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Seeking solutions: Improving the economic outlook of CMS students

For years now, local businesses, nonprofits, and CMS have worked together to improve the economic outlook of its students.

MECKLENBURG COUNTY, N.C. — It’s been almost 10 years since a Harvard study found that a child born in poverty in Charlotte had the lowest chances among 50 major U.S. cities of making it out of poverty.

The pandemic reversed years of progress to improve this outlook. 

After schools closed during the height of the pandemic, CMS saw a slight decline in its graduation rates and student test scores across the board.

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For years now, local businesses, nonprofits, and CMS have worked together to seek solutions and improve the economic outlook of its students.

They've found success in its partnership with Junior Achievement of Central Carolinas.

"Particularly in the Charlotte area, we know that there is an upward mobility challenge," Dorothy Gorman, Junior Achievement of Central Carolinas president and CEO, said. "And if we, Junior Achievement, can provide learning at a young age to give students access to financial literacy, work-readiness, then that will affect their long-term trajectory." 

WCNC Charlotte caught up with, Payton Freeman, the mayor of Junior Achievement Biz Town. She was signing checks and running the day-to-day operations of the flourishing economy. 

"If I were to become the mayor of a city? I would do it here," Freeman, a fourth grader at Oakdale Elementary said. 

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For years now — thousands of CMS students have used this simulator to learn financial literacy, entrepreneurship, and work readiness as early as elementary school.

"It was not until college that I actually wrote checks out, got my first real bank account," Sharrone Powell, Oakdale Elementary School Principal, said. "It was not until I bought a house that I really understood about loans."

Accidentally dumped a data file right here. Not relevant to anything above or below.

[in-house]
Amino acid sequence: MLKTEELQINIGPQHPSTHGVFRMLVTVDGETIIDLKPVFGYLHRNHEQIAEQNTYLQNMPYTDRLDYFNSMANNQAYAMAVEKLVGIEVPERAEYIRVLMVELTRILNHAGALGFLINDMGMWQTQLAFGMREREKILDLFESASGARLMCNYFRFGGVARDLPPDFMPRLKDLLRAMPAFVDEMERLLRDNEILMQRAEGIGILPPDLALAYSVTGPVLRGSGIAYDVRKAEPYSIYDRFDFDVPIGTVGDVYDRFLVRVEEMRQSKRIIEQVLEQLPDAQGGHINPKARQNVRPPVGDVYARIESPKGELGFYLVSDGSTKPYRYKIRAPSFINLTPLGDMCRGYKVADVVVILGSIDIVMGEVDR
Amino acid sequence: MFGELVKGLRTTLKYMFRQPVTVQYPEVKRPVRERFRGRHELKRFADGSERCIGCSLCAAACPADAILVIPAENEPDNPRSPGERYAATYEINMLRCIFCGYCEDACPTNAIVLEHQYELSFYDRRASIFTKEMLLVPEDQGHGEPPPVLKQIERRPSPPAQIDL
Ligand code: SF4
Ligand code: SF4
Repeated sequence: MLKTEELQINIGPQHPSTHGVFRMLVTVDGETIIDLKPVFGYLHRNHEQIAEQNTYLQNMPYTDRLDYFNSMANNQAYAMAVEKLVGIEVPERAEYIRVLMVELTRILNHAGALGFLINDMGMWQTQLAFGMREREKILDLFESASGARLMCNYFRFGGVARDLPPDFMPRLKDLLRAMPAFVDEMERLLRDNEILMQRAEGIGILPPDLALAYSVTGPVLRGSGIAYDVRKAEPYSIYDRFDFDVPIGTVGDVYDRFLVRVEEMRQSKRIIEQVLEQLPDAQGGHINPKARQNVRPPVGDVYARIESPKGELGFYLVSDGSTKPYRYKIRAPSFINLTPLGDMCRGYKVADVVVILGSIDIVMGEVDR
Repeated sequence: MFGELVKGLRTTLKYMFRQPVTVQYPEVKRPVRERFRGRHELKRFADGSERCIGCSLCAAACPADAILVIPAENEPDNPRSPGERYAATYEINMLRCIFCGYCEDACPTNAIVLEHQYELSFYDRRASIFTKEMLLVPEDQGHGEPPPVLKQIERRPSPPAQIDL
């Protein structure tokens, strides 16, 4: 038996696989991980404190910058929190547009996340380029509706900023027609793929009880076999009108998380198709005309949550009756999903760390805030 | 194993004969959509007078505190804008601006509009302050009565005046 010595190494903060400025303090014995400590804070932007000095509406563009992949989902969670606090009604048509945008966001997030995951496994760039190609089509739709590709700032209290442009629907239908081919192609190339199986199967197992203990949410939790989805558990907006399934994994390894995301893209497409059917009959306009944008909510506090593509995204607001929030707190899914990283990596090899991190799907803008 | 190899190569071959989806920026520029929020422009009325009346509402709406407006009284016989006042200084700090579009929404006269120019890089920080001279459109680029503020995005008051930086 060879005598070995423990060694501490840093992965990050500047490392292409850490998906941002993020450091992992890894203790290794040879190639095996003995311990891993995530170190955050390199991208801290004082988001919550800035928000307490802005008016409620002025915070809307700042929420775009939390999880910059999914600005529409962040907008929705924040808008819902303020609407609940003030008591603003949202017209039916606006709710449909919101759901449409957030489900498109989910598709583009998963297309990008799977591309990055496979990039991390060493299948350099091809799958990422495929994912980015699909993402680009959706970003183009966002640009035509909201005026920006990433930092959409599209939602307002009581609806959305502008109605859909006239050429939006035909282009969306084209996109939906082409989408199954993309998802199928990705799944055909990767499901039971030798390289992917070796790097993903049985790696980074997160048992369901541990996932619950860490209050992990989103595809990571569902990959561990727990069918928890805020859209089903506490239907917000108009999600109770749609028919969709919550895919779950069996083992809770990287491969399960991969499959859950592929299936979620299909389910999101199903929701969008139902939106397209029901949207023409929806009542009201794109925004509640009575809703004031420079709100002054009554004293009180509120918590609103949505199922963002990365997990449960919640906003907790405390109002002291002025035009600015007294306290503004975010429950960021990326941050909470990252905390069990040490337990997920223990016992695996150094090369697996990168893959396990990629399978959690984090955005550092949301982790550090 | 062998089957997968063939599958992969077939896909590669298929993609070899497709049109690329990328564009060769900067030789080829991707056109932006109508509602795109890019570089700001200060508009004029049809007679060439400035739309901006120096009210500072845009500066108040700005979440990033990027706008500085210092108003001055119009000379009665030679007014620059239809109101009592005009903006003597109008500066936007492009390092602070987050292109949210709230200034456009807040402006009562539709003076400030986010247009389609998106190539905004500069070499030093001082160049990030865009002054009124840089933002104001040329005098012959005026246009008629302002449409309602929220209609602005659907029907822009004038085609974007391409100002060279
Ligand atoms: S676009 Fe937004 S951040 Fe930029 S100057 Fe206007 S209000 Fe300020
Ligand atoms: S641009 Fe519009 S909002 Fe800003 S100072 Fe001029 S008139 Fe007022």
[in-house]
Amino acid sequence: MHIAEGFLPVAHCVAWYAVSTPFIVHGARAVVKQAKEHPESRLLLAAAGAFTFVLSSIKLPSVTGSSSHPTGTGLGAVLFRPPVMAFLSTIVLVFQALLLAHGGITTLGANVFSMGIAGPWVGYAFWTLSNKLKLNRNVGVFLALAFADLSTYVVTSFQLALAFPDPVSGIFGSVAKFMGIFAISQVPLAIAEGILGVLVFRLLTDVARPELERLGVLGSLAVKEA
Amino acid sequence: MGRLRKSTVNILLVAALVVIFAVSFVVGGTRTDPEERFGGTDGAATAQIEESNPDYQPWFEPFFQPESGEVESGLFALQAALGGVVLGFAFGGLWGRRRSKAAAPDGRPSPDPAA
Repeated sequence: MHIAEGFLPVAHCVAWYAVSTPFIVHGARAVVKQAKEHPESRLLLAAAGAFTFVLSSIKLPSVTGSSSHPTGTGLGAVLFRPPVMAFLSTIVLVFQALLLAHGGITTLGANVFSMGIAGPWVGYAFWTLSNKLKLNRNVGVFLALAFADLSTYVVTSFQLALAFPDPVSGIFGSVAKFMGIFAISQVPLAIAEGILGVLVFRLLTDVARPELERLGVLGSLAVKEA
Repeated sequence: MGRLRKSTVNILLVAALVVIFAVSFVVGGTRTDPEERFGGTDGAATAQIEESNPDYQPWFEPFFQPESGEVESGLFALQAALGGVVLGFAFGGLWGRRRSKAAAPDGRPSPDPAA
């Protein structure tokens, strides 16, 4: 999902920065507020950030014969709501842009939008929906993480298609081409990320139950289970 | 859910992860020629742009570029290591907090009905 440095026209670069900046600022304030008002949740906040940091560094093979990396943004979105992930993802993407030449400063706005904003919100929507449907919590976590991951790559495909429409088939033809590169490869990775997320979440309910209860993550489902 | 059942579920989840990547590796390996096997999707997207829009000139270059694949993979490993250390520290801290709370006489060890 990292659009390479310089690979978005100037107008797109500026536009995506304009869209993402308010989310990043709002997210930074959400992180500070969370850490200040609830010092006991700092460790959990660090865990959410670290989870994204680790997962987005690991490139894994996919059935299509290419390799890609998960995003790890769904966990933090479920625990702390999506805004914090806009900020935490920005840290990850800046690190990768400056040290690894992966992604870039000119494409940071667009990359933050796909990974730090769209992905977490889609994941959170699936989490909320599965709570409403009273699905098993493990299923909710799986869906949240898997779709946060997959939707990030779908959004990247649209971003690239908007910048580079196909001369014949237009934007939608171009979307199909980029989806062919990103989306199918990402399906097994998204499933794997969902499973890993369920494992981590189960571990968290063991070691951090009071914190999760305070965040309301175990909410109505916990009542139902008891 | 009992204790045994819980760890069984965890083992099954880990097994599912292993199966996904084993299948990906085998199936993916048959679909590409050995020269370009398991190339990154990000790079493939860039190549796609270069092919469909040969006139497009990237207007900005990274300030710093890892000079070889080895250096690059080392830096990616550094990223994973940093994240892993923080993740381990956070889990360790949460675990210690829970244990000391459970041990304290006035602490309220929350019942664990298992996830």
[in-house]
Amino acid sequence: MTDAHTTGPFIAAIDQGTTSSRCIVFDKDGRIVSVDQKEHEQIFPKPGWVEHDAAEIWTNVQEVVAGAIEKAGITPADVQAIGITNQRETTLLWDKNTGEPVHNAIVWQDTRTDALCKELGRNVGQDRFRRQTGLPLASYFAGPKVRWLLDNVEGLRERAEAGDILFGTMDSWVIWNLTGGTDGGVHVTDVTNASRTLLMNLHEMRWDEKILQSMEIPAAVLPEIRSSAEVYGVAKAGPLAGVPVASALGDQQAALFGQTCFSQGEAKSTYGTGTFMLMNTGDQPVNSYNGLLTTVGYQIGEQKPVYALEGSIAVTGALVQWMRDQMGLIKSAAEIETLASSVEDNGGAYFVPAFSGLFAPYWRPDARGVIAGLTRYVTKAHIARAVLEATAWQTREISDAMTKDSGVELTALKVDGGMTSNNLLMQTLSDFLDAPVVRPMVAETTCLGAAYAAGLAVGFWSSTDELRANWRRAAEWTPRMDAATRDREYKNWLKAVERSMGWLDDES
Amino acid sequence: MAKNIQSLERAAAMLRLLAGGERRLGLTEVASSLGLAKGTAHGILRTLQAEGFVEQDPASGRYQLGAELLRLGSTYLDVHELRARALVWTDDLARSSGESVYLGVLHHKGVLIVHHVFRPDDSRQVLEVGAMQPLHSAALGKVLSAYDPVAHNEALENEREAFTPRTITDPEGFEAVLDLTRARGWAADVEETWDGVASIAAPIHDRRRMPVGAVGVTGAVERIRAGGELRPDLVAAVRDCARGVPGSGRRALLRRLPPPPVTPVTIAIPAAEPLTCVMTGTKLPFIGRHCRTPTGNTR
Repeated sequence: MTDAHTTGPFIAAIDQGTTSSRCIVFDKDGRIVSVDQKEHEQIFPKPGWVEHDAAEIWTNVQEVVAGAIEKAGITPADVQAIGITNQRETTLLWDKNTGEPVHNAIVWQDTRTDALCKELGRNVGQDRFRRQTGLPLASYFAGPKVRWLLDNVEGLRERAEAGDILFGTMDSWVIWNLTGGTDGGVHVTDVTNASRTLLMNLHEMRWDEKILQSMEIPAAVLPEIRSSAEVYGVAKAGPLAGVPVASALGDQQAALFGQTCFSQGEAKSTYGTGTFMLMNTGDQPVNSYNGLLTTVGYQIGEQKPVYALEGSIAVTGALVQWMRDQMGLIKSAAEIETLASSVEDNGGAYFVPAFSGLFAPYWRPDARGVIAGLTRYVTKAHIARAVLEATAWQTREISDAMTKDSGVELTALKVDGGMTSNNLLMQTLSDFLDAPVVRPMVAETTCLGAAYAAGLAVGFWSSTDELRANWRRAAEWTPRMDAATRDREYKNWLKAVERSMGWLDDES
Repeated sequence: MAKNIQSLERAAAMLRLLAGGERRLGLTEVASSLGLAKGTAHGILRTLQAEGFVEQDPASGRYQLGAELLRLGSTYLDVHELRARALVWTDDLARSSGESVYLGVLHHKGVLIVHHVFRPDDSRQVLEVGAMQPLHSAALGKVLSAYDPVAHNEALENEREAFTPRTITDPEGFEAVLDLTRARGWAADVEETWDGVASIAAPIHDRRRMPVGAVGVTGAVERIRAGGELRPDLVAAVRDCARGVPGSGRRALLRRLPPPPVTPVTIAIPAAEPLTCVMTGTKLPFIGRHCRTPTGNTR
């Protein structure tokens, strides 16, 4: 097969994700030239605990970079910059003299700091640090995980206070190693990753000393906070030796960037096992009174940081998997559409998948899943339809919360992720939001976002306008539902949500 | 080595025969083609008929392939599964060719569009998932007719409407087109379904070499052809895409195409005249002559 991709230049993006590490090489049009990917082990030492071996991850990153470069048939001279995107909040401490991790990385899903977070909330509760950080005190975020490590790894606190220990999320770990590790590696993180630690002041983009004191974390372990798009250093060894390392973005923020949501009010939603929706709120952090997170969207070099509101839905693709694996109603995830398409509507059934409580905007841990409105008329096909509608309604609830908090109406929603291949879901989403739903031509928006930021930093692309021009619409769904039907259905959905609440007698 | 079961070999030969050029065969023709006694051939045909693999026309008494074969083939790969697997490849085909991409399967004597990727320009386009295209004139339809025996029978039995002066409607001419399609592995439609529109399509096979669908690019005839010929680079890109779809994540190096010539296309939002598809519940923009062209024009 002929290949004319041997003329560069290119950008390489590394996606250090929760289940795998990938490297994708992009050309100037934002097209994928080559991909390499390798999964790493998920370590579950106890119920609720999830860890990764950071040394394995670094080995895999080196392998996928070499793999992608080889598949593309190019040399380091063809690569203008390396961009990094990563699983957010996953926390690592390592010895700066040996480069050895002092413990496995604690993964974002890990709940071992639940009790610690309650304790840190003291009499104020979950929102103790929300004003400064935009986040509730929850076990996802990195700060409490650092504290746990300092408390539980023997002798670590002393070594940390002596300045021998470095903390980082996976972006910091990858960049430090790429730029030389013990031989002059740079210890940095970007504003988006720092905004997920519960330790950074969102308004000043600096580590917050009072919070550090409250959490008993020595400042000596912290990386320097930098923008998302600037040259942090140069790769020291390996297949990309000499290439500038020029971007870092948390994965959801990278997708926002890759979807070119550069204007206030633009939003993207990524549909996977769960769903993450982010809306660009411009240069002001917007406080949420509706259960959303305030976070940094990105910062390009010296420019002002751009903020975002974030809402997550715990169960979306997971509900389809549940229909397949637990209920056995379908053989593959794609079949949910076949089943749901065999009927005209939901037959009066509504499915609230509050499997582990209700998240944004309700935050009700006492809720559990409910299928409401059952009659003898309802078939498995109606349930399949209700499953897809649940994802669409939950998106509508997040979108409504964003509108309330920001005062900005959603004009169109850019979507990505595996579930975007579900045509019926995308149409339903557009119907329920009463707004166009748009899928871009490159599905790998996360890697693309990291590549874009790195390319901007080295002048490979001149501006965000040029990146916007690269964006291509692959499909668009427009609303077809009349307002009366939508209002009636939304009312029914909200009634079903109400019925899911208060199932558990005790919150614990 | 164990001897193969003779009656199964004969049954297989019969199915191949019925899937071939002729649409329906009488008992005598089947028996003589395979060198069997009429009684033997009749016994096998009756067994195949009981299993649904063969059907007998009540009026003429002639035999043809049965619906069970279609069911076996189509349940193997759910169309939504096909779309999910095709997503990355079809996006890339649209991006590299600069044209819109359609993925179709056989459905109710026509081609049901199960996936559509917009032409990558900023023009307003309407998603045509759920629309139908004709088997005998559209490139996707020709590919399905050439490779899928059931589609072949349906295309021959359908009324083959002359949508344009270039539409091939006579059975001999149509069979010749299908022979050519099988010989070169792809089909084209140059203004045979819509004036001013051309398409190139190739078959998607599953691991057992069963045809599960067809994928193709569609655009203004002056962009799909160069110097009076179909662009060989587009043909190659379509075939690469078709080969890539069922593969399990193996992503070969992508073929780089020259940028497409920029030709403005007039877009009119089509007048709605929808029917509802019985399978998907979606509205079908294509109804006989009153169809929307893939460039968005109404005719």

Learning these experiences early is not just a chance to have fun, it impacts students' long-term career paths. 

"This simulation gives students the opportunity to build their soft skills in terms of communication, building leadership skills, learning what it means to be an adult," Brian Elliott, CMS assistant director of Career and Technical Education, said. 

Both before and after the trip to JA Biz Town, the lessons learned there are also in the classroom. 

"The teachers will begin teaching a series of lessons in the class, they'll integrate it with their current curriculum that they're teaching," April Carpenter, Career and Technical Education Middle School Liaison, said. 

Their experiences here lead to students having clarity on career and technical courses at the high school level. 

Contact Shamarria Morrison at smorrison@wcnc.com and follow her on FacebookTwitter and Instagram.

WCNC Charlotte is committed to reporting on the issues facing the communities we serve. We tell the stories of people working to solve persistent social problems. We examine how problems can be solved or addressed to improve the quality of life and make a positive difference. WCNC Charlotte is seeking solutions for you. Send your tips or questions to newstips@wcnc.com.  

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